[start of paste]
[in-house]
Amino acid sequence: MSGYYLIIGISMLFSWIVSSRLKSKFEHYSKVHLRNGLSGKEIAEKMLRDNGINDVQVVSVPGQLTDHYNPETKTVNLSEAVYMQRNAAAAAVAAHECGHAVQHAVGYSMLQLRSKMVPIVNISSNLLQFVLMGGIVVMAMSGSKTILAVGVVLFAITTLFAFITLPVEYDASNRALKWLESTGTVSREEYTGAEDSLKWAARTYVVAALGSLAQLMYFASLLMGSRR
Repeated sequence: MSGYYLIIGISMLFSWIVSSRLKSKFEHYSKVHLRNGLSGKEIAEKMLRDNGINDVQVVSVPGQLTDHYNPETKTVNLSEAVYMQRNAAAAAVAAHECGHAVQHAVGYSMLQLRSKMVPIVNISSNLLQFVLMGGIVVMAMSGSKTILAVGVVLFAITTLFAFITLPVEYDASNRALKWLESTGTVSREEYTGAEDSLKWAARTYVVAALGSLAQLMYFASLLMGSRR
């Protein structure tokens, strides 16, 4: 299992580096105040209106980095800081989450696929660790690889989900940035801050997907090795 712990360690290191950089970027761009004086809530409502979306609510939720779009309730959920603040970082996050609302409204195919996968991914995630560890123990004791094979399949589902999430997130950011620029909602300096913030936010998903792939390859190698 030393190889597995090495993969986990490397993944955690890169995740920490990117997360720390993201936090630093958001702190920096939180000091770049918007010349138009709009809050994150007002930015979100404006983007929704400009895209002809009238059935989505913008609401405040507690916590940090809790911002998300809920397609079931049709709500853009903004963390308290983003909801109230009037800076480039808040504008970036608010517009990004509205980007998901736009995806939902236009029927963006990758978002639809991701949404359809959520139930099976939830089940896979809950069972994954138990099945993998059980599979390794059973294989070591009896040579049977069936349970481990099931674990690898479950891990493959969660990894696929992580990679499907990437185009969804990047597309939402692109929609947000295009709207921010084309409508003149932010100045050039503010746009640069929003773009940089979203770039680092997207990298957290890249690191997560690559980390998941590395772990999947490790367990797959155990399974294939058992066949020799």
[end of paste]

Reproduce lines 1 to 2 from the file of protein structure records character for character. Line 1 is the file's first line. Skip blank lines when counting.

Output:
[in-house]
Amino acid sequence: MSGYYLIIGISMLFSWIVSSRLKSKFEHYSKVHLRNGLSGKEIAEKMLRDNGINDVQVVSVPGQLTDHYNPETKTVNLSEAVYMQRNAAAAAVAAHECGHAVQHAVGYSMLQLRSKMVPIVNISSNLLQFVLMGGIVVMAMSGSKTILAVGVVLFAITTLFAFITLPVEYDASNRALKWLESTGTVSREEYTGAEDSLKWAARTYVVAALGSLAQLMYFASLLMGSRR